Lieutenant Claire Jackson is team leader for the British Army’s combat camera team for Herrick 19. She works alongside Sgt Dan Bardsley (photographer) and Sgt Paul Shaw (video cameraman). They are based in Afghanistan and will be covering the work of the Armed forces, in particular 7th Armoured Brigade – the Desert Rats, throughout the […] Share:
I make no apologies today for turning the clock back but before going into more detail on what I have posted in the past I would draw my reader`s attention to what has resulted from precisely these matters.
From 8th March 2014 legislation came into force allowing the implementation of DomesticViolence Protection Orders (DVPOs) across England and Wales. It is unlikely that many readers would have been aware that such game changing legislation was now in place. I would refer now to my post of 09/04/2010 and the more detailed offering of the following week.
This legislation was initiated by the previous government but it will be highly unlikely that the current occupant of the M.O.J. will publicise that detail. It will be trumpeted as further proof that this government is tough on criminals and has the protection of vulnerable victims as its prime concern. Whilst the latter consideration is of course most...
There was a recent editorial in the Hartford Courant, First Responders Could Help Cut Heroin Deaths, citing the rash of recent heroin deaths and calling for all first responders to be equipped with Narcan in order to stop the rise. Narcan is provided to first responders in some of our neighboring states, and the editorial writer thought this should happen here as well. It is my understanding that there is a strong political push, some of it coming from the substance abuse community, for such a proposal.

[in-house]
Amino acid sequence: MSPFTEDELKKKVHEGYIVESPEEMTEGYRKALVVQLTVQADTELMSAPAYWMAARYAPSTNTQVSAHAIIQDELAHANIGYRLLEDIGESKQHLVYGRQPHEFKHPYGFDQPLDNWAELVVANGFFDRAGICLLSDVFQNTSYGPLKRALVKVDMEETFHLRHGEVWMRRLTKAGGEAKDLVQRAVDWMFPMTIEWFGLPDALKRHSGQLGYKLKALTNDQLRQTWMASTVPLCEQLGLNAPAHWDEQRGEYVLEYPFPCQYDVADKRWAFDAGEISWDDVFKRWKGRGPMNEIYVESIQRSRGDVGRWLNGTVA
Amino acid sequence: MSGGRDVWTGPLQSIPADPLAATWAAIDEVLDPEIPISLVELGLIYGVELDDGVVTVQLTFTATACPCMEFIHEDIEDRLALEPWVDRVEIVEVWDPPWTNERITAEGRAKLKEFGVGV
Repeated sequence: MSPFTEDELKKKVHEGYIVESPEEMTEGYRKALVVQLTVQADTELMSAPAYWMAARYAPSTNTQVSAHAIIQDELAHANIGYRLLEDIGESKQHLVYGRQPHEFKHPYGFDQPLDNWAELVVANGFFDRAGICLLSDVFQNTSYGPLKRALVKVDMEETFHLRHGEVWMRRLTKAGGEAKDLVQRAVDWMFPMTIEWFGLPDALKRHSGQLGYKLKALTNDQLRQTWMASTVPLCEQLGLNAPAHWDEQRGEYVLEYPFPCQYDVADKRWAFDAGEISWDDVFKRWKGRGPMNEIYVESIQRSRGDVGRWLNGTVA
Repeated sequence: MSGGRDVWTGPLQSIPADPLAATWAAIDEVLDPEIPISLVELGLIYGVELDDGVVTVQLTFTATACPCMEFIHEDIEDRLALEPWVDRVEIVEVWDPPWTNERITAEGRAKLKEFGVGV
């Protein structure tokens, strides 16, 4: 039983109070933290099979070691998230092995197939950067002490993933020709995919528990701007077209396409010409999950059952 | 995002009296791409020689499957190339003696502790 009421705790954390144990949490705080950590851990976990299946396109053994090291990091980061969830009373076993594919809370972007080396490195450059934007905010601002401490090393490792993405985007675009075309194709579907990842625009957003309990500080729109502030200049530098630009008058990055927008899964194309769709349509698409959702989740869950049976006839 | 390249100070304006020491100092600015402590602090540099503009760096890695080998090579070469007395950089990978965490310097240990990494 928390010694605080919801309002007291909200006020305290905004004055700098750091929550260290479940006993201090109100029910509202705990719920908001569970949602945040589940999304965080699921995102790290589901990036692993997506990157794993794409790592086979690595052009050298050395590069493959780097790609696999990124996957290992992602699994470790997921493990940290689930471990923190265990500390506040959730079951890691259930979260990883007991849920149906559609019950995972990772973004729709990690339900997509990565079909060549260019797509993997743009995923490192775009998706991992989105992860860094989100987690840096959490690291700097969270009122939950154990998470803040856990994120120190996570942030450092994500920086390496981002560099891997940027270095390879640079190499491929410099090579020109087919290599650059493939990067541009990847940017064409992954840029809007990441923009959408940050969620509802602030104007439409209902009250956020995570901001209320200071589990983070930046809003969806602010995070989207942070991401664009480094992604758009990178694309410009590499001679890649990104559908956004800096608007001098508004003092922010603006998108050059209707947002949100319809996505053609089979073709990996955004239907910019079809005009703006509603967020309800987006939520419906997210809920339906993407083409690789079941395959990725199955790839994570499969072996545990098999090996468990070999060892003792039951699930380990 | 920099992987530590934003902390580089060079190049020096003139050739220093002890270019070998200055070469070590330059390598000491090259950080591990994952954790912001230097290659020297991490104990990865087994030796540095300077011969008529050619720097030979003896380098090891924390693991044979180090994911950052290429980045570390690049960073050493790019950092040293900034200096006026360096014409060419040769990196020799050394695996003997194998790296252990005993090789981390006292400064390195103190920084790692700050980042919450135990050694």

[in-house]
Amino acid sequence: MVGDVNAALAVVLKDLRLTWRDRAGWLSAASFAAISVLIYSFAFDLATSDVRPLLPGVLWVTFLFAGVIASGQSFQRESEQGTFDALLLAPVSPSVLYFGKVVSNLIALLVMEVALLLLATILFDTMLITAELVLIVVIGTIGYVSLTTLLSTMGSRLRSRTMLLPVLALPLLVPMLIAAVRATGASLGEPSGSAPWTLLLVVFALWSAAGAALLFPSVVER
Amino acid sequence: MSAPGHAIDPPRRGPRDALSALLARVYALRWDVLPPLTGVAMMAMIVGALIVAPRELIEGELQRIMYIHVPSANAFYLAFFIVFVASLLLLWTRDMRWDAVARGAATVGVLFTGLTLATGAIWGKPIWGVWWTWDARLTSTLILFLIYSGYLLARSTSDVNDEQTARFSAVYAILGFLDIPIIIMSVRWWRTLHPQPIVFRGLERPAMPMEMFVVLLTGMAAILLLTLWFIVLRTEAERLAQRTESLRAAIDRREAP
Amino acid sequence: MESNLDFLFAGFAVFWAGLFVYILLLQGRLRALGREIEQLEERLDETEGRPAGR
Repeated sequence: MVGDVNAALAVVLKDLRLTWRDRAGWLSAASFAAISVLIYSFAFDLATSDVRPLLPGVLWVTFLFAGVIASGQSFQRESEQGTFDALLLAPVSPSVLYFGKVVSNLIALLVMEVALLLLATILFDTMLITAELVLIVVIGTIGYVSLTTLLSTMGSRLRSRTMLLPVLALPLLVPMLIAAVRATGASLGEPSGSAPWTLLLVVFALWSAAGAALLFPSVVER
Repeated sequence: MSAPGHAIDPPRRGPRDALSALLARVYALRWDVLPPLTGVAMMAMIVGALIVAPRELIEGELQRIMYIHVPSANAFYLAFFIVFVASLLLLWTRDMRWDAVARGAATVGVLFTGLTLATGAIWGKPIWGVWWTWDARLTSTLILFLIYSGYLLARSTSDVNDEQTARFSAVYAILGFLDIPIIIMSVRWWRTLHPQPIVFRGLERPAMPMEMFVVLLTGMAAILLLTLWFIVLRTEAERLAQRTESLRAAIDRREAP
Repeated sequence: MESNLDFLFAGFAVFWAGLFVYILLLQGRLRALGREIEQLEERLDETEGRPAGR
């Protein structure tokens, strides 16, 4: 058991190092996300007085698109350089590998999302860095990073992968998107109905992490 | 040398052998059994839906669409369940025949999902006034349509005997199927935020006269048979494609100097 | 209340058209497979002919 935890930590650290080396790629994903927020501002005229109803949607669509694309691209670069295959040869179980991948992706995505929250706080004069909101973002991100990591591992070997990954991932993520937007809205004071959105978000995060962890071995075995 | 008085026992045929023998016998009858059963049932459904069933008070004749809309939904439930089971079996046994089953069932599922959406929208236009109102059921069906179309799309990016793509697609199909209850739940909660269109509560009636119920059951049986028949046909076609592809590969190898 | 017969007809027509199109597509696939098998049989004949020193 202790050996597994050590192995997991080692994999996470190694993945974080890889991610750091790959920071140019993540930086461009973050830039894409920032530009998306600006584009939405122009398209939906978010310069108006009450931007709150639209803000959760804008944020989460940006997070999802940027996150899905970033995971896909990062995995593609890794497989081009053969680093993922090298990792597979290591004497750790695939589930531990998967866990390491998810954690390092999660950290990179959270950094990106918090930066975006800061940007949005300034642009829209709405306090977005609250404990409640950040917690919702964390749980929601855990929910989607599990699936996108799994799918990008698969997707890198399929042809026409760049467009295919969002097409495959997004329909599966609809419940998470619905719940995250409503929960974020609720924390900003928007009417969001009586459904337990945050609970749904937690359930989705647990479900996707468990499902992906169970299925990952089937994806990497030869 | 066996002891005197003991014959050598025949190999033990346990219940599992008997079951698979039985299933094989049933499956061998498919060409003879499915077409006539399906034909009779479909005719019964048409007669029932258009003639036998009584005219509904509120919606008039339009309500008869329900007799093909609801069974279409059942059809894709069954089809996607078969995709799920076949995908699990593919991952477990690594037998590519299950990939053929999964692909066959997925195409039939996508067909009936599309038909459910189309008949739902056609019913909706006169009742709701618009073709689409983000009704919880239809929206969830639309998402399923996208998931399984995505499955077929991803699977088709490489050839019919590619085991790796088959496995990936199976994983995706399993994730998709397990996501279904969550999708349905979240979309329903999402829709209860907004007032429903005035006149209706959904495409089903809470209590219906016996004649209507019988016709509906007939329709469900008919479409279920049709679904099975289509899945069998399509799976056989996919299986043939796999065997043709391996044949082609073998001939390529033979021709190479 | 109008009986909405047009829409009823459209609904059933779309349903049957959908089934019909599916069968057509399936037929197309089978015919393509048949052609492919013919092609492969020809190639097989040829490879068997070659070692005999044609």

Heroin Related Deaths Up Sharply in Connecticut
Many months ago, we debated BLS Narcan at our state EMS medical advisory committee and despite, what I thought was a well put together proposal, the effort was knocked down very soundly. The reason seemed to be responders have ambu-bags, Narcan is often misused, and if the patient is hypo-ventilating a paramedic should be on the way anyway. Additionally, there was some fear of BLS creep, diluting the paramedic arsenal, and thus the need to have paramedics, which could lead to an...
We owe a big THANK YOU to The Screwfix Foundation, who have generously given us a grant of £1000 towards putting a new portakabin in at Thruxton for our crew and visitors.
The Screwfix Foundation is a registered charity set up in 2013. They raise funds to support projects that will fix, repair, maintain and improve properties and community facilities for those in need throughout the UK.
Norfolk Fire and Rescue Service's recovery plans are now in place in Downham Market following the serious fire overnight which destroyed the town's retained fire station.
Downham Market retained crew has been provided with new equipment and a replacement appliance. This is being stationed at the nearby Downham Market police station where a disused part of the station kindly loaned by Norfolk Constabulary is being used to store fire service equipment.